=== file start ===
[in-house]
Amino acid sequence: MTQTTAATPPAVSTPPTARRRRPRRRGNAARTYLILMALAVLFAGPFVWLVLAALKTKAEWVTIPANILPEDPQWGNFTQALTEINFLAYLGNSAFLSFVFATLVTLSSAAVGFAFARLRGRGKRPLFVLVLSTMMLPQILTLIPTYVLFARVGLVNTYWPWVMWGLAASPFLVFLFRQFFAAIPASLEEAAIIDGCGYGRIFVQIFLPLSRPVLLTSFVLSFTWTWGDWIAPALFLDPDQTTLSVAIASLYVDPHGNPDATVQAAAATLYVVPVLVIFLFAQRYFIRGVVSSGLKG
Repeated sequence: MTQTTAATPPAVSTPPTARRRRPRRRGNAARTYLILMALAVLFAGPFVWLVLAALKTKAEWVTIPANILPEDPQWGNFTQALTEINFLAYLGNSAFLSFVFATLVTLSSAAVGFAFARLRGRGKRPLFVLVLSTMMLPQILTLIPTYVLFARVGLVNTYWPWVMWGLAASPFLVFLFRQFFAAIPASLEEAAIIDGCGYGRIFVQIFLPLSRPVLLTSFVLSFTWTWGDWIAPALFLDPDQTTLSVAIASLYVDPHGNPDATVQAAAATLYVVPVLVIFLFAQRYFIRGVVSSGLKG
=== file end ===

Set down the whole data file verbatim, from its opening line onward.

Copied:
[in-house]
Amino acid sequence: MTQTTAATPPAVSTPPTARRRRPRRRGNAARTYLILMALAVLFAGPFVWLVLAALKTKAEWVTIPANILPEDPQWGNFTQALTEINFLAYLGNSAFLSFVFATLVTLSSAAVGFAFARLRGRGKRPLFVLVLSTMMLPQILTLIPTYVLFARVGLVNTYWPWVMWGLAASPFLVFLFRQFFAAIPASLEEAAIIDGCGYGRIFVQIFLPLSRPVLLTSFVLSFTWTWGDWIAPALFLDPDQTTLSVAIASLYVDPHGNPDATVQAAAATLYVVPVLVIFLFAQRYFIRGVVSSGLKG
Repeated sequence: MTQTTAATPPAVSTPPTARRRRPRRRGNAARTYLILMALAVLFAGPFVWLVLAALKTKAEWVTIPANILPEDPQWGNFTQALTEINFLAYLGNSAFLSFVFATLVTLSSAAVGFAFARLRGRGKRPLFVLVLSTMMLPQILTLIPTYVLFARVGLVNTYWPWVMWGLAASPFLVFLFRQFFAAIPASLEEAAIIDGCGYGRIFVQIFLPLSRPVLLTSFVLSFTWTWGDWIAPALFLDPDQTTLSVAIASLYVDPHGNPDATVQAAAATLYVVPVLVIFLFAQRYFIRGVVSSGLKG